NEW YORK — Plastic junk is floating widely on the world's oceans, but there's less of it than expected, a study says.
Such ocean pollution has drawn attention in recent years because of its potential harm to fish and other wildlife.
The work drew on results from an around-the-world cruise by a research ship that towed a mesh net at 141 sites, as well as other studies. Researchers estimated the total amount of floating plastic debris in open ocean at 7,000 to 35,000 tons.
Andres Cozar of the University of Cadiz in Spain, an author of the study, said that's a lot less than the 1 million tons he had extrapolated from data reaching back to the 1970s.
The new estimate includes only floating debris but not plastic that may reside beneath the surface or on the ocean floor.
Of the plastic pieces caught by the ship's net, most were less than about a fifth of an inch long. Some floating pieces start out small such as the microbeads found in some toothpastes and cosmetics or industrial pellets used to make plastic products. Other small pieces can result when wave action breaks up larger objects such as bottle caps, detergent bottles and shopping bags.
The net turned up fewer small pieces than expected, and it is important to figure out why, researchers said. Perhaps the tiniest pieces are being eaten by small fish, with uncertain effects on their health, Cozar said in an email.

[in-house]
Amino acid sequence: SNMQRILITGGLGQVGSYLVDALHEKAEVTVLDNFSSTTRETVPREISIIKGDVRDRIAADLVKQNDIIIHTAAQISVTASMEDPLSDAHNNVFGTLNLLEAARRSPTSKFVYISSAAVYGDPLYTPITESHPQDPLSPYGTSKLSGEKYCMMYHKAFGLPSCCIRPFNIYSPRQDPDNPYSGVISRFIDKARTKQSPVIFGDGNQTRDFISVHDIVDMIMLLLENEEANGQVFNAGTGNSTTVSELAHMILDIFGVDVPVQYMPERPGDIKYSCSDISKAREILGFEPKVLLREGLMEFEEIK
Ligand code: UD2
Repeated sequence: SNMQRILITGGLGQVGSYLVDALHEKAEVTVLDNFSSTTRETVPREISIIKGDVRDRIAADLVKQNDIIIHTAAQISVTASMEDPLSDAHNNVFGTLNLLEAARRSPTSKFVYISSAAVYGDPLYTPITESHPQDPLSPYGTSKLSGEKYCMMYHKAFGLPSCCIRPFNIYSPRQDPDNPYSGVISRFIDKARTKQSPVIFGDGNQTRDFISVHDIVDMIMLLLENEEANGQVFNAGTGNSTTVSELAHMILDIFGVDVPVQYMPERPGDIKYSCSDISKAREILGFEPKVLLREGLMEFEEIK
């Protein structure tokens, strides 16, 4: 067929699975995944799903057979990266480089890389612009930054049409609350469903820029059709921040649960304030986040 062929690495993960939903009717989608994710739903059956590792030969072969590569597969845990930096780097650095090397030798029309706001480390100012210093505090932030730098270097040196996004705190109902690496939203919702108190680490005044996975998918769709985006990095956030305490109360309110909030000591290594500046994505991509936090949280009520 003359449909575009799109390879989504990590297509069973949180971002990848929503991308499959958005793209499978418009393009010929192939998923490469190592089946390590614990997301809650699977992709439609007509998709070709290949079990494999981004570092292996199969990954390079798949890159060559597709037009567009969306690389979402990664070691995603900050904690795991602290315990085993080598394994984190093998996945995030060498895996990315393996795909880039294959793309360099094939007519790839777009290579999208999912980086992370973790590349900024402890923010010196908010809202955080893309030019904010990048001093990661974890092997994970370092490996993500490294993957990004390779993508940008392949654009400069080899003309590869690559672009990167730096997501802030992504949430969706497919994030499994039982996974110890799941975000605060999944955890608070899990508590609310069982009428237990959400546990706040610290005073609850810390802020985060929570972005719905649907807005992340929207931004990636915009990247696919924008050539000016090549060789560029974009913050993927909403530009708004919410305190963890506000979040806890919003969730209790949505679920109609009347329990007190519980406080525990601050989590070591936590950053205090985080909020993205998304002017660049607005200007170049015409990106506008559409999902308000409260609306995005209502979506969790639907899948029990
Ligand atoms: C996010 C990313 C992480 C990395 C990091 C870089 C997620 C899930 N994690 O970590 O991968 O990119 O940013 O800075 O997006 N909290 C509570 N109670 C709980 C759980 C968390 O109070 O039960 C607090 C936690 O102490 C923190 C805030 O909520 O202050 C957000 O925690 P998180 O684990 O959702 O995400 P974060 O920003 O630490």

While the research showed plastic to be distributed widely, concentrations were highest in five areas that were predicted by ocean current patterns. They are west of the U.S., between the U.S. and Africa, west of southern South America and east and west of the southern tip of Africa.
Plastic debris from land reach the ocean mostly through storm water runoff, the researchers said in a report released Monday by the Proceedings of the National Academy of Sciences.
Kara Lavender Law, who studies plastic pollution at the Sea Education Association in Woods Hole, Massachusetts, said the study provides the first global estimate she knows of for floating plastic debris. The estimate appears to be in the ballpark, given the results of prior regional studies, said Law, who didn't participate in the PNAS report.
"We are putting, certainly by any estimate, a large amount of a synthetic material into a natural environment," Law said. "We're fundamentally changing the composition of the ocean."
The impact on fish and birds is hard to gauge because scientists don't understand contributing factors such as how much plastic animals encounter and how they might be harmed if they swallow it, she said.